Be Prepared

08.06.2019 |

Episode #4 of the course How to improve your self-confidence by Patricia Haddock


“One important key to success is self-confidence. An important key to self-confidence is preparation.” —Arthur Ashe, professional athlete and tennis champion

Welcome to today’s lesson.

Yesterday, you discovered the value of keeping an Accomplishment Journal and using it to boost your self-confidence. Today, we’re talking about the need for preparedness and how it contributes to successful outcomes.

Sometimes, you are faced with an action that makes you nervous or even scared. Often, this involves speaking in public, but many other activities can be frightening or just make you nervous—for example, making a presentation, asking and answering questions, making small talk, having a difficult conversation, asking for a raise, and so on.

Whatever the situation, it erodes your self-confidence, and you doubt if you can be successful. But you don’t have to be afraid. You just need to be prepared.

Here are steps you can take to boost your self-confidence when faced with a challenging situation that requires you to take action. It starts with knowledge.

Learn all you can. The more you know, the more confident you will feel. Gather as much information as you can about the situation or the issue. You want to research it so thoroughly that you feel secure in understanding it and talking about it.

Plan a strategy and a Plan B. Make a list of questions, objections, criticisms, pushbacks, and pitfalls that you may encounter. Be as thorough as possible, and then write out how you want to respond. You might have to do more research, but better now than later. If something comes up that you haven’t prepared for, regroup. Tell the person that you will get back to them; make sure you do so. Say something like, “That’s a great [question, point, idea]. I’ll have to [do some research, thinking, studying about that] and get back to you later.”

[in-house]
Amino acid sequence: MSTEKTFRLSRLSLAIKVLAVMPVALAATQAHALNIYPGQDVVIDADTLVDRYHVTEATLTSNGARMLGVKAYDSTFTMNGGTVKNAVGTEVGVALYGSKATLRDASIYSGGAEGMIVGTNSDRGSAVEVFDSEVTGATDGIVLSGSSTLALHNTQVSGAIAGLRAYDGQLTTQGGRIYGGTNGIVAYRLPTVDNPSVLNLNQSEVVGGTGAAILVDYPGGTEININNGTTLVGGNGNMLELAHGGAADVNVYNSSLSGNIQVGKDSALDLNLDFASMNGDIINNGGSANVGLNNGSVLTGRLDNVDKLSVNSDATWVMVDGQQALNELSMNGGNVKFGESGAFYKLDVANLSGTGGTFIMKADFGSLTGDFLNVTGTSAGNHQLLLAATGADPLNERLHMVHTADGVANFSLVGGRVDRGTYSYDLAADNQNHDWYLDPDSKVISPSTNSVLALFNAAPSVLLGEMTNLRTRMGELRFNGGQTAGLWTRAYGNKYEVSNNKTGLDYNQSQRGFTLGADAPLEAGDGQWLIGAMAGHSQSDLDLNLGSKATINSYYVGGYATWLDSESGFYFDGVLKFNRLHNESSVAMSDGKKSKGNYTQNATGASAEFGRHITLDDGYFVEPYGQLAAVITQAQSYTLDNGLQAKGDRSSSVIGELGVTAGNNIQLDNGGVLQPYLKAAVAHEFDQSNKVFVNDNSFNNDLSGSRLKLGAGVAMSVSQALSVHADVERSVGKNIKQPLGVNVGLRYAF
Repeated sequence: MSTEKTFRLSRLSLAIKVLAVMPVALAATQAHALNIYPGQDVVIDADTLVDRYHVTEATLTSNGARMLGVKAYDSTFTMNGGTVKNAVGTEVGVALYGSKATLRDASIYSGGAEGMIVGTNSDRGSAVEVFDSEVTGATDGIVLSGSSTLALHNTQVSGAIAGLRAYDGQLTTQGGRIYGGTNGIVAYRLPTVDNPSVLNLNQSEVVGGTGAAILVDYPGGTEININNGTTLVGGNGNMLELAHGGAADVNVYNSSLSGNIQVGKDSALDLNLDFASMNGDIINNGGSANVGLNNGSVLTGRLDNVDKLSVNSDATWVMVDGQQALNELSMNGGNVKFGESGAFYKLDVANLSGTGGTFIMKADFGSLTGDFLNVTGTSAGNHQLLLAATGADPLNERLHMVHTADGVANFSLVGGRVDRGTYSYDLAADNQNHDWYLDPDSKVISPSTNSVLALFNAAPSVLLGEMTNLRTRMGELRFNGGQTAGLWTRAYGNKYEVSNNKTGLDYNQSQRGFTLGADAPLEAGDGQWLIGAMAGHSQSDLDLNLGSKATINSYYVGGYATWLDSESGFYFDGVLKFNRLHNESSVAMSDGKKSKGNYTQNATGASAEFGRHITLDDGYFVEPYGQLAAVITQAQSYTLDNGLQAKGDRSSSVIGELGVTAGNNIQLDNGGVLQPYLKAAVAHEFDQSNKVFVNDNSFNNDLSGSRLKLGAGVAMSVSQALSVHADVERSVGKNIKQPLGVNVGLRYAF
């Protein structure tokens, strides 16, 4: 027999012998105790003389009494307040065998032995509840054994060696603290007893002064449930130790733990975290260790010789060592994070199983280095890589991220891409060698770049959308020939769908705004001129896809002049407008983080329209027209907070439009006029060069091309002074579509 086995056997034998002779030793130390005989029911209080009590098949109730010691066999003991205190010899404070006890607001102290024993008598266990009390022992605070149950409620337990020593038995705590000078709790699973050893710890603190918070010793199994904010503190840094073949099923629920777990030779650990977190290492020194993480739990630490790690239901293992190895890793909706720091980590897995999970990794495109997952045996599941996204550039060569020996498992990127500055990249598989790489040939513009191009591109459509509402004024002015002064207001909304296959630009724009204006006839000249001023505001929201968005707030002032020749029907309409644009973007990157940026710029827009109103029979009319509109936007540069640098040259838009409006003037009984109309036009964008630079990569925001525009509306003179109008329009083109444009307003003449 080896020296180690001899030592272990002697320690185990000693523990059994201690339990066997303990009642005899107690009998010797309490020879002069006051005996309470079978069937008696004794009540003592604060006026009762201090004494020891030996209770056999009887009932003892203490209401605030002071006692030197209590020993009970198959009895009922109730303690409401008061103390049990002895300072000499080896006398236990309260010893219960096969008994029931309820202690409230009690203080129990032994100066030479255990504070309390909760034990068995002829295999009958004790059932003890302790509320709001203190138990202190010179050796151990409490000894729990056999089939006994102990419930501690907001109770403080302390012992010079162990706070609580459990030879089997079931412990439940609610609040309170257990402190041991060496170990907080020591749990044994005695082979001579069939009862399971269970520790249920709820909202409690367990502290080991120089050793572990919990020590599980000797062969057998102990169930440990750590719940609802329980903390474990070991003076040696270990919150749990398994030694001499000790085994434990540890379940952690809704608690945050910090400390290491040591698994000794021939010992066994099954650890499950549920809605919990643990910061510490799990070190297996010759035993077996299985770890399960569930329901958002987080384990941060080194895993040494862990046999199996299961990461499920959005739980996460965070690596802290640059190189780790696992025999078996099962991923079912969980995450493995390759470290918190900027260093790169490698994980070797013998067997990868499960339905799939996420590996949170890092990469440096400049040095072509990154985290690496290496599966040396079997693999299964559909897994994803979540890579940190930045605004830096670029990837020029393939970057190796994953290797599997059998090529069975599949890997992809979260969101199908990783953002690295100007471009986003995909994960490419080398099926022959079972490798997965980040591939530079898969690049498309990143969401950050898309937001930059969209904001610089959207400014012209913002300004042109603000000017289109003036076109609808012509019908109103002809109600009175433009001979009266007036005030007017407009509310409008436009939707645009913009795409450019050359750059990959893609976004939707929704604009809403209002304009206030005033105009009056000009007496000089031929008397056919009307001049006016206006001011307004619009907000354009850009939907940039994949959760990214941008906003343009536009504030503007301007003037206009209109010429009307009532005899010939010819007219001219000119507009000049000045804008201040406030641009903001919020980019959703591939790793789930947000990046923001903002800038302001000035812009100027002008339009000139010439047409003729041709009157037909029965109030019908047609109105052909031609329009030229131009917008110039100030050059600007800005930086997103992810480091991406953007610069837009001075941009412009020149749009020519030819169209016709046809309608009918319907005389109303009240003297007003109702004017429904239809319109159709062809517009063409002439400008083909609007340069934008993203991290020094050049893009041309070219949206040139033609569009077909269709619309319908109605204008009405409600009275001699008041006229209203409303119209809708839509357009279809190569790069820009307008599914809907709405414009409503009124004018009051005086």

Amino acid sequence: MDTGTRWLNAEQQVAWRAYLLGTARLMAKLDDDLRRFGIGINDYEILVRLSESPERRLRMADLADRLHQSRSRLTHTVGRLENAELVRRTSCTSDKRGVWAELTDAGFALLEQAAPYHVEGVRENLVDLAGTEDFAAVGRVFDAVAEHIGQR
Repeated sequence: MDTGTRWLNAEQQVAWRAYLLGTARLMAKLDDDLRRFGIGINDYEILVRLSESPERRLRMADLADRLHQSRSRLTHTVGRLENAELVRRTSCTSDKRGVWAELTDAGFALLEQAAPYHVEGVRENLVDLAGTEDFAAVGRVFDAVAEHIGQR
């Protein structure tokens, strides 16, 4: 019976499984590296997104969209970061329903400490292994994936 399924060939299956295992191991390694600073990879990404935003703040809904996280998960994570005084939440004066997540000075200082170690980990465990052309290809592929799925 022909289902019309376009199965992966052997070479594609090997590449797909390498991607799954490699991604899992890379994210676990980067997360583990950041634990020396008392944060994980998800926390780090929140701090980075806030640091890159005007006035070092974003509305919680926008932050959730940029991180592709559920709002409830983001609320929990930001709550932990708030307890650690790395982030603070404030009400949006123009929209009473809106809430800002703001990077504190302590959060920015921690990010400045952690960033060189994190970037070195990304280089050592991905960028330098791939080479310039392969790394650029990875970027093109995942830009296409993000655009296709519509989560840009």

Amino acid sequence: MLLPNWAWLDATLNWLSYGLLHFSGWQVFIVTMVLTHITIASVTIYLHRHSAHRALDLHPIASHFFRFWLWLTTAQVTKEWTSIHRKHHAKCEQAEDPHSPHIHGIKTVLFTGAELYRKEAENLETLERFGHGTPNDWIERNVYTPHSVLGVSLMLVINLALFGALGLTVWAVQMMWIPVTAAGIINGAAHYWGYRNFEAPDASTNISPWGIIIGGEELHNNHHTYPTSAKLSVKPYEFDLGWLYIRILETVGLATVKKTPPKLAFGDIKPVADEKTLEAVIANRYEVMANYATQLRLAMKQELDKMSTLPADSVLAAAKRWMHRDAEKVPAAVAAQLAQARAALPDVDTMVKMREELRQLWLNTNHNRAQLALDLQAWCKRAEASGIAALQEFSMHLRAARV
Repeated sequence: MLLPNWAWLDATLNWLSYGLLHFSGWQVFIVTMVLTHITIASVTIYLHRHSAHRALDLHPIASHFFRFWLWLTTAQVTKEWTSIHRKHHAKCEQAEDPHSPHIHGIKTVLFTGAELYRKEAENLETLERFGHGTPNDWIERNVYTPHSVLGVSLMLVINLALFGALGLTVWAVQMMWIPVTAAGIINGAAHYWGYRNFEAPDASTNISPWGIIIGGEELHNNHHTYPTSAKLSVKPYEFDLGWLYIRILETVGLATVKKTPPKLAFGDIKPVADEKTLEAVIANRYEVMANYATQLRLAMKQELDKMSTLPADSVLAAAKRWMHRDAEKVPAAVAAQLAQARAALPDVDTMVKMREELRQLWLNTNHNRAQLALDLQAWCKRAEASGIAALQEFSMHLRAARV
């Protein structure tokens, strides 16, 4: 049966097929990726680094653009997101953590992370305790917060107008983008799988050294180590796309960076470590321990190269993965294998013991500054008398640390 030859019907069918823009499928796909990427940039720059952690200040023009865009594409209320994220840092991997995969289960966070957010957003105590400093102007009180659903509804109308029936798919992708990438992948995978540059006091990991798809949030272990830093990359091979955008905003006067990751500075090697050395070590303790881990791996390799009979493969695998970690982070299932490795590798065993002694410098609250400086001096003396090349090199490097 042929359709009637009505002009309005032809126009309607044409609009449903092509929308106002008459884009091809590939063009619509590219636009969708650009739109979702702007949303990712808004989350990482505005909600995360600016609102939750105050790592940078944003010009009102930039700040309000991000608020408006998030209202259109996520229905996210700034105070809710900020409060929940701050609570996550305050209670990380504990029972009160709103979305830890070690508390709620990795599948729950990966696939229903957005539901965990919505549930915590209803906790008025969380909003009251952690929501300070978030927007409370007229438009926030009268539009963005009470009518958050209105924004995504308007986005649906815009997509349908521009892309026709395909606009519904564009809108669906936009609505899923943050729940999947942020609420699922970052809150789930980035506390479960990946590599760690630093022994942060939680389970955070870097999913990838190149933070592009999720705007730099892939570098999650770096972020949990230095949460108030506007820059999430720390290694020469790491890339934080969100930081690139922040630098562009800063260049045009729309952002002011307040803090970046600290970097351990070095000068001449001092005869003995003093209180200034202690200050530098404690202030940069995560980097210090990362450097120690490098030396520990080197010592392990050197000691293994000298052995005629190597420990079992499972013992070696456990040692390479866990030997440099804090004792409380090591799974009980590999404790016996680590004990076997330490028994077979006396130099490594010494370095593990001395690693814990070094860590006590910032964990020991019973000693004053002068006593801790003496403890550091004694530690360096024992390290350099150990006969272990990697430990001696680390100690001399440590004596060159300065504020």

Create talking points. You don’t want to write out what you plan to say as a script and memorize it. This will make you sound rigid, insincere, and unsure. Instead, create talking points on index cards or use a PowerPoint to capture key points for a presentation or talk.

Practice. All good performances rely on practice and rehearsals. Unlike performers, you’re not memorizing lines. You’re practicing speaking to your talking points and walking through the situation as if you were in it now.

Mentally rehearse. Athletes, soldiers, musicians, and other professionals use mental rehearsal to refine their skills. Take some deep breaths to relax and then close your eyes. Go through whatever it is you want to do as if you were doing it now. Don’t just see yourself as if you were watching television. Instead, step into your body and do it just as you practiced. This fools your subconscious mind into thinking you’ve already done it, and it builds up your confidence.

Make corrections as you practice. If something doesn’t work right or feel right, change it and rehearse the changes. When you’re preparing, the goal is to develop a level of comfort and familiarity that carries forward to the actual situation.

Practice never makes perfect; nothing is ever perfect. If something goes wrong, view it as a positive. You can learn from it and prepare for it next time.

Take a minute, and download this Preparedness Checklist to use when you need to do something that makes you nervous or afraid. Preparation makes it seem less daunting and scary and helps you feel more confident in your ability to succeed.

Tomorrow, you will learn how to talk about your abilities without bragging. This is important because people need to know what you know and can do. The more you become known for certain skills, the more your confidence is boosted.

See you tomorrow.



Recommended reading

Head Games: The Use of Mental Rehearsal to Improve Performance


Recommending book

How to Win Friends and Influence People by Dale Carnegie


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